Monday, 17 June 2019 – 10:00am to 6:00pm
Venue: OCHS Library and Campion Hall, Oxford
Hinduism cannot be understood without the Goddess (Devī/Śakti) and the goddess-oriented Śākta traditions. The Goddess pervades Hinduism at all levels, from aniconic village deities to high-caste pan-Hindu goddesses to esoteric, tantric goddesses. Nevertheless, these highly influential forms of South Asian religion have only recently begun to draw a more broad scholarly attention. Taken together, they form ‘Śāktism’, which is by many considered one of the major branches of Hinduism next to Śaivism and Vaiṣṇavism. Śāktism is, however, less clearly defined than the other major branches and sometimes surprisingly difficult to discern from Śaivism in its tantric forms. These sometimes very complex and challenging forms of Śākta religion provide a test case for our understanding of Hinduism and raise important theoretical and methodological questions with regard to the study of religious traditions in South Asia as well as to the more general and comparative study of religion.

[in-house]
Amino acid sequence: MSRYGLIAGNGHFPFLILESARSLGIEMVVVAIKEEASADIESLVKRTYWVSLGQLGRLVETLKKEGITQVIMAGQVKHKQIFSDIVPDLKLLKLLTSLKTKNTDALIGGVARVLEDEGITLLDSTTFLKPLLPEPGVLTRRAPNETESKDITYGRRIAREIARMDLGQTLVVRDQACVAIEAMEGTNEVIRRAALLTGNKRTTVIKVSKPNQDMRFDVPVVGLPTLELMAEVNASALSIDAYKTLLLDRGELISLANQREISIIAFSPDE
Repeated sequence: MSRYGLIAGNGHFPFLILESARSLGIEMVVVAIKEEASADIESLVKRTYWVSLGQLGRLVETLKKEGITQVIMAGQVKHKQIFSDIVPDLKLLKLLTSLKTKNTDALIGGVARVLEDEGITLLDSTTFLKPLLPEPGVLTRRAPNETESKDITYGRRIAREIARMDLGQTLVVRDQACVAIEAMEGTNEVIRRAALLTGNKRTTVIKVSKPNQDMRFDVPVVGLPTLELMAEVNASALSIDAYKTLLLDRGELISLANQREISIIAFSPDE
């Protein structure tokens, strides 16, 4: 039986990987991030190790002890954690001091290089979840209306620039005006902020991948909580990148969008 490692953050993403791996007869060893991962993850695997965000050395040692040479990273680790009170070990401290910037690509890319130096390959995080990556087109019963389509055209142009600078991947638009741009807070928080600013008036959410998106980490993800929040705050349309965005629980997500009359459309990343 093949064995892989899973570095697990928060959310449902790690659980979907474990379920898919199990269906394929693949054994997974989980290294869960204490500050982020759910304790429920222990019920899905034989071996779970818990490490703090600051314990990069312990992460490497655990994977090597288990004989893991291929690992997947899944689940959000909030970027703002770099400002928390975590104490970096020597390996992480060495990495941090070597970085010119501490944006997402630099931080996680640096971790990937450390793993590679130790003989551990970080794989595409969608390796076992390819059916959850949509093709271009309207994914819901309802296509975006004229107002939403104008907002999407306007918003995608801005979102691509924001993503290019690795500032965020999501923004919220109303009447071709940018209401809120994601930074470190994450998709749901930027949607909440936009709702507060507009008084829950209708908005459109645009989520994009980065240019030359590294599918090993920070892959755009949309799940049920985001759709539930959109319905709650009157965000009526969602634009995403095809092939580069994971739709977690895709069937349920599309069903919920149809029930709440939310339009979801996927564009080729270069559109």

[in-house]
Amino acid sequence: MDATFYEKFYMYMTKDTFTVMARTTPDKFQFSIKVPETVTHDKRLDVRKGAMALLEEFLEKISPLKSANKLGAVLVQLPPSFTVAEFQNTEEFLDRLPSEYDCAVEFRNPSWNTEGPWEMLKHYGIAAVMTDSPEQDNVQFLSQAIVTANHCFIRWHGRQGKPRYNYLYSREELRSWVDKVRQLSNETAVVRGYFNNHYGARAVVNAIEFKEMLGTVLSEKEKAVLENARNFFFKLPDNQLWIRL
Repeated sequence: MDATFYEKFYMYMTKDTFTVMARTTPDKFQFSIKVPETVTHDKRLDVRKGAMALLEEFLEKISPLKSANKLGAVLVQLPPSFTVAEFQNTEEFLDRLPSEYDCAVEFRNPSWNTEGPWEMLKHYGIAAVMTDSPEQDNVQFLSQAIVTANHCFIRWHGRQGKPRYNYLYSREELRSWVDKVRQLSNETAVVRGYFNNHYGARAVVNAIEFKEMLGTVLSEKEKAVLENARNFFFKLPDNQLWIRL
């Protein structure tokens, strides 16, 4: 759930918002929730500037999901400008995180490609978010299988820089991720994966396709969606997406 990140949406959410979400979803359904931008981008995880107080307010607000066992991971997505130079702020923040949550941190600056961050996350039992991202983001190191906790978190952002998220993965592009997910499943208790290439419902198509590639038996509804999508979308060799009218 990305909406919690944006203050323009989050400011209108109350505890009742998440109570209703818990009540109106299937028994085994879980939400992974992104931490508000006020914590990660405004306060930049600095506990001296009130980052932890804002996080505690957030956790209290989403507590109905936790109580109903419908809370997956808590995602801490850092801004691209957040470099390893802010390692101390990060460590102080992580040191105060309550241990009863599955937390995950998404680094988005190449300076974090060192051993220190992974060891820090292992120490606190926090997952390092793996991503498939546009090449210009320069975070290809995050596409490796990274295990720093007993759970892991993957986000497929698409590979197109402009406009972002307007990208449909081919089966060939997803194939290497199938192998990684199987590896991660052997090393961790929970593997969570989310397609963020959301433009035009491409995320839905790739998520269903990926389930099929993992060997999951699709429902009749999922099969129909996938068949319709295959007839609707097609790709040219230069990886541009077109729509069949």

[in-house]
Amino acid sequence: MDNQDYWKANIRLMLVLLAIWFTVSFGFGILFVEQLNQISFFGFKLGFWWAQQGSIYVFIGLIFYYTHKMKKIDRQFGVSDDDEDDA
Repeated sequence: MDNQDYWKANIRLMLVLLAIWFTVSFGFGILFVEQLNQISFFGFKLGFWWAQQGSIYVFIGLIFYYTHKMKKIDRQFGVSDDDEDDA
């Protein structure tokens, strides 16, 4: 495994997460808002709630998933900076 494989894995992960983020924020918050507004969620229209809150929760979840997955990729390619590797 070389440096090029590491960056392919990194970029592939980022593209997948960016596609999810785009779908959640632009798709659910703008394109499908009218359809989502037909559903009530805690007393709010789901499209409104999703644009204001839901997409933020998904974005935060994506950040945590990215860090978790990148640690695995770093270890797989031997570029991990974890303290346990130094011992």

This Śākta symposium is a contribution by a number of scholars to the Śākta Traditions project and its endeavor in tracing developments in the history of goddess worship among the orthoprax brahmans, among the tantric traditions and at village level in South Asia. Thus, the symposium acts as a historical exploration of distinctive Indian ways of imagining God as Goddess (and goddesses), a survey of important origins and developments within Śākta history, practice and doctrine in its diversity, as well as an insight into the fascinating Śākta religious imaginaire and ritual practice that may be considered distinctive and thus sets ‘Śāktism’ apart from other forms of South Asian religion.
Speakers, titles and abstracts will be announced primo June.